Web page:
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ly show, that the Episcopal Church disclaims the doctrine of absolute and particular election and reprobation. Let the above quotations, together with the 31st article, be compared with the Calvinistic doctrines, as expressly laid down in their Confessions of Faith, and it must appear strikingly evident, that they are entirely opposed to, and utterly inconsistent with each other. The Presbyterian Confession of Faith says, "By the decree of God, for the manifestation of his glory, some men and angels are predestinated unto everlasting life, and others fore-ordained to everlasting death." "Neither are any other redeemed by Christ, effectually called, justified, adopted, or saved, but the elect only. The rest of mankind, God was pleased, according to the unsearchable counsel of his own will, whereby he extendeth or withdraweth mercy as he pleaseth, for the glory of his sovereign power over his creatures, to pass by, and to ordain them to dishonour and wrath, for their sin, to the praise of his glorious justice."-Pres. Conf. of Faith, ch. S, sec. 3, 6, 7.

And now, I would say, in the language of

a writer in the Churchman's Magazine, the above quotations are made, and the above remarks" dictated, by no sentiment of disrespect for those denominations, who, in the exercise of an acknowledged right, maintain the tenets of Calvinism. With many individuals of these denominations, the writer is in habits of intimate acquaintance and friendship." He is induced to make these remarks and comparisons, " by the charge assiduously propagated, that, while the articles of the Episcopal Church maintain the tenets of Calvinism, the clergy of this church in America, maintain opposite doctrines; and are therefore guilty of opposing the standards of their Church. This charge, so materially affecting the consistency, the reputation, and the character of the Episcopal clergy, could in no other way be (so clearly) refuted, as by comparing the Confessions of Faith of the Calvinistic Churches, with the Articles (and Liturgy) of the Episcopal Church; and thus ascertaining their dissimilarity and opposition."

But it is said, that in England, a number of

the Episcopal clergy hold strictly to the Calvinistic doctrines, and constantly inculcate them. Admitting this to be true, what does it prove? Certainly it does not prove that the articles or doctrines of the Church of England, as generally received and understood by Episcopalians there, are calvinistic. I have known several Congregational clergymen, who did not believe the Calvinistic doctrines of Election and Reprobation, and who preached pointedly against them, &c. (and there are a number of such now in this country.) I do not, however, from thence infer, that the doctrines of the Congregational churches, as generally received and understood among them, are not Calvinistic. The deviation of some individuals, in any denomination of Christians, from the doctrines generally received by such denomination, does not alter the character of that denomination, as to its religious doctrines.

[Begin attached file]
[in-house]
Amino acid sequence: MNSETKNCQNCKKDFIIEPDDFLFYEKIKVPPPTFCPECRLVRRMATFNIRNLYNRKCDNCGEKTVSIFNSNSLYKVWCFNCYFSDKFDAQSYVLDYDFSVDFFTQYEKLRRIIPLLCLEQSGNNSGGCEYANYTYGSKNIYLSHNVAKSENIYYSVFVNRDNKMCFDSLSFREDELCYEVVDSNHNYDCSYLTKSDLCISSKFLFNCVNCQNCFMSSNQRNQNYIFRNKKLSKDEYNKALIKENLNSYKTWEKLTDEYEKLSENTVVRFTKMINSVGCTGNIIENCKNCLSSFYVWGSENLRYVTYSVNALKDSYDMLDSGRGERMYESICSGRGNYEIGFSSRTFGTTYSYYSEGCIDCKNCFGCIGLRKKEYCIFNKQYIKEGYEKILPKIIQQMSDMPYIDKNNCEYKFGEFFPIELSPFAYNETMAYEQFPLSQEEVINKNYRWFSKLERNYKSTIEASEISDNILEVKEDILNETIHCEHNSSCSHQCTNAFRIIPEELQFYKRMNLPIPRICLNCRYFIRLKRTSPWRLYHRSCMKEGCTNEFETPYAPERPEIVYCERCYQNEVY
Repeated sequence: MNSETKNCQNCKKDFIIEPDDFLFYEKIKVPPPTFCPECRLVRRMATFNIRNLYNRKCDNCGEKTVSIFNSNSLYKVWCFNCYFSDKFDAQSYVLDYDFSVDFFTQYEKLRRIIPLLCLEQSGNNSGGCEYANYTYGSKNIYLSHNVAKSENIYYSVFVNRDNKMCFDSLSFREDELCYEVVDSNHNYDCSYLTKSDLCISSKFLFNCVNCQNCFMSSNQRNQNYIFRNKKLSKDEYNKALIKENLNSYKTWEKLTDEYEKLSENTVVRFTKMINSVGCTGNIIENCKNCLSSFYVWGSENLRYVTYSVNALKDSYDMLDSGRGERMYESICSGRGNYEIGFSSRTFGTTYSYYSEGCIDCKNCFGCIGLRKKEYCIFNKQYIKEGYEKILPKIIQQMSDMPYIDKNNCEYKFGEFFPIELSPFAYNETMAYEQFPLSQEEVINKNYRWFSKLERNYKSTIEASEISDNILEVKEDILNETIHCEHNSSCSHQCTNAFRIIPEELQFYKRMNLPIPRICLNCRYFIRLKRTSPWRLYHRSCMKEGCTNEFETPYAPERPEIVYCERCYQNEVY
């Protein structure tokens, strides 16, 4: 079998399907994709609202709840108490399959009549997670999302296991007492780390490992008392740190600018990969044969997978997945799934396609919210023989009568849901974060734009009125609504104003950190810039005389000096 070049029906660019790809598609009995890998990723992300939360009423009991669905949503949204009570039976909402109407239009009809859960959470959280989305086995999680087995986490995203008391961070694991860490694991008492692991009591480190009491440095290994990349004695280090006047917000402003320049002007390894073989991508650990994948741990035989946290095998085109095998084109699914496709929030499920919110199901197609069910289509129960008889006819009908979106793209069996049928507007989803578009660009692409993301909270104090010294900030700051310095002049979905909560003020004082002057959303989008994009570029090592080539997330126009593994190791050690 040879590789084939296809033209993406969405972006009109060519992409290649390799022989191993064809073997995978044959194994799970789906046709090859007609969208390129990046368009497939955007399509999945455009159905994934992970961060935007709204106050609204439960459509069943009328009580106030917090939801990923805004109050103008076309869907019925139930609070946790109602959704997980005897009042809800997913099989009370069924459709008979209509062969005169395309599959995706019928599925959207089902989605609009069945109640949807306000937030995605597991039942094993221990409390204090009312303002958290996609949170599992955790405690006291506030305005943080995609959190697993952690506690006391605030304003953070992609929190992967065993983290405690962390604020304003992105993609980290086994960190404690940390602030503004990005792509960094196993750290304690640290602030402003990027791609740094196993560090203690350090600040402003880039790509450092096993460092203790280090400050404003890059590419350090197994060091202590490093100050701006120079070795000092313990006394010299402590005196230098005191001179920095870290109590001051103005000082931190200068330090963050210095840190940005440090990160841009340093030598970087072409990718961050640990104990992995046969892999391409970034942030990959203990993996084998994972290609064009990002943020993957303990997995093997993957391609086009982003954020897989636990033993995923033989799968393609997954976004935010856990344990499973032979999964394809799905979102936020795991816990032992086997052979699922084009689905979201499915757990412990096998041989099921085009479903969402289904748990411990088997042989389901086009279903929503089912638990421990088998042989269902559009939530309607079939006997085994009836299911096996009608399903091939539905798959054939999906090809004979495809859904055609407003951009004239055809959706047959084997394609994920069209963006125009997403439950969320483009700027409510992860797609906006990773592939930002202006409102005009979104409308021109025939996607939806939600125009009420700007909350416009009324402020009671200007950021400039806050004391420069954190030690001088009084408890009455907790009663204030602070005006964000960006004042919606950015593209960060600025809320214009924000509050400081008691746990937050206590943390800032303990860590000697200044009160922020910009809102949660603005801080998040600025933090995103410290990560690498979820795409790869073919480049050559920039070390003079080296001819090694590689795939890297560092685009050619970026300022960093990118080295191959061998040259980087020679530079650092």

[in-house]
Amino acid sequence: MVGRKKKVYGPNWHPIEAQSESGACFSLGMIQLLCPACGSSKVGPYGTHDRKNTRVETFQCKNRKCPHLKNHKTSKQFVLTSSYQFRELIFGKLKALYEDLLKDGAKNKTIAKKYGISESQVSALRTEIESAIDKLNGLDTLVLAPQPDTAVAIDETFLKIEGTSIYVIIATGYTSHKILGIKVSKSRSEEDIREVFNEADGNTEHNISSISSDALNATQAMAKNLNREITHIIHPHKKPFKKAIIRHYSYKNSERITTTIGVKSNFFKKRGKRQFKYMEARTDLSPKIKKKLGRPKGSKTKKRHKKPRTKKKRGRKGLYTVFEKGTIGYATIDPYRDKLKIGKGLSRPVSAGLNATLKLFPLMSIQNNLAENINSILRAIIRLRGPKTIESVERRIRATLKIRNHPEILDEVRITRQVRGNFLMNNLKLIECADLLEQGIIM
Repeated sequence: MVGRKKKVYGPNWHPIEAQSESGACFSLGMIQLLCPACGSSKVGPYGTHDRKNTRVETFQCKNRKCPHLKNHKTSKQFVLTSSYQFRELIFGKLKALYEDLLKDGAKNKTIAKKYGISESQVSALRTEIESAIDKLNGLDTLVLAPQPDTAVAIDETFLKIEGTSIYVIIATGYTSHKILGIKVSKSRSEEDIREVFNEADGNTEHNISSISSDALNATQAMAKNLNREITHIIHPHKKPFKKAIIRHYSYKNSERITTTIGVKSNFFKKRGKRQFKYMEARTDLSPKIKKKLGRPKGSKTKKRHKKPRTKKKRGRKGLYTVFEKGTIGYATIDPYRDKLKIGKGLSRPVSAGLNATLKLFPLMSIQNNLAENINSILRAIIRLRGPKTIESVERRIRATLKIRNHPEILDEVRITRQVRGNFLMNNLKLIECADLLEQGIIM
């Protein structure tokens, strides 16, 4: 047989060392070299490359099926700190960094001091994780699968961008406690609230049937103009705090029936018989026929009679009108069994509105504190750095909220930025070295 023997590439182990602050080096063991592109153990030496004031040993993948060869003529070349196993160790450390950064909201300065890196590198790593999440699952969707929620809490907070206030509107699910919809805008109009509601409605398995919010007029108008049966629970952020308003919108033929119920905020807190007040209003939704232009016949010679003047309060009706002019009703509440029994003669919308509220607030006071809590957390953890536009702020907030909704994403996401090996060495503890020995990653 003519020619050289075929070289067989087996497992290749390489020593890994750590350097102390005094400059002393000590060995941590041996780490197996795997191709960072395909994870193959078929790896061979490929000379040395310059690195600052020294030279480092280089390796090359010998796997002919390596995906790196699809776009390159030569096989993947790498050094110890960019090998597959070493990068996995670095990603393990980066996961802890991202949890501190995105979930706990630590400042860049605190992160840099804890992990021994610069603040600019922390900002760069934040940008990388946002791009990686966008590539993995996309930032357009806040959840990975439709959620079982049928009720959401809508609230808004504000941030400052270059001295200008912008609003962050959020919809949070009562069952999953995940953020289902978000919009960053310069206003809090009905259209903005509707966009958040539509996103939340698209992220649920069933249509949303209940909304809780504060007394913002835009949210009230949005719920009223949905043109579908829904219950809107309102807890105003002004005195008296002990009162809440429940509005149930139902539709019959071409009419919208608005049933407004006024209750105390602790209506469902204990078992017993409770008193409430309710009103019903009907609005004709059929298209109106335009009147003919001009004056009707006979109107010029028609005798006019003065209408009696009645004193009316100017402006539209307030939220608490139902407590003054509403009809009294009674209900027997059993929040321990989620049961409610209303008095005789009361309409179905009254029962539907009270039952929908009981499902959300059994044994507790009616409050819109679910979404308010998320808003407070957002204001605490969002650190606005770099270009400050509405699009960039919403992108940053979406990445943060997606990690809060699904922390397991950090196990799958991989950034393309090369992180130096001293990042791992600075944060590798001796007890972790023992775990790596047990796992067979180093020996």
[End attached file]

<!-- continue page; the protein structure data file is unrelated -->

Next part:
The great body of the Episcopal clergy in England, have been, and still are opposed to the distinguishing doctrines of Calvinism. And if there have been, and still are, some in

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dividuals who believe in, and inculcate those doctrines, this does not prove that the Church of England in its doctrines and articles, is Calvinistic.

Very few of the theological writers of the Episcopal church in England, have favoured the Calvinistic doctrines; while those who have been its greatest ornaments, both for abilities and piety, have constantly inculcated the opposite doctrines, as both agreeable to scripture and the articles of the church. In proof of this, I might weary both myself and the reader with quotations. I will, at present, introduce but one or two, and they are from the works of Archbishop Tillotson. The first is from the ninth volume of his sermons, 281st page, as follows : "No man hath reason either to charge his fault, or his punishment, upon God: he is free from the blood of all men; he sincerely desires our happiness; but we wilfully ruin ourselves: and when he tells that he desires not the death of a sinner, but rather that he should turn from his wickedness and live; that he would have all men to be saved, and to come

to the knowledge of the truth; that he is not willing that any should perish, but that all should come to repentance; he plainly means as he says; he doth not speak to us with any reserve, or dark distinction between his secret and revealed will; he does not decree one thing, and declare another. And if this be so, no man hath reason to be discouraged from attempting and endeavouring his own happiness, upon a jealousy and surmise that God hath, by any fatal decree, put a bar to it from all eternity: for if he had so absolutely resolved to make the greatest part of mankind miserable, without any respect to their actions in this world, he would never have said that he desires that all should be saved; he would not have exhorted all men to work out their own salvation. Had he taken up any such resolution, he would have declared it to all the world: for he hath power enough in his hand, to do what he pleaseth, and none can resist his will; so that he did not need to have dissembled the matter, and to have pretended a desire to save men, when he was resolved to ruin them."

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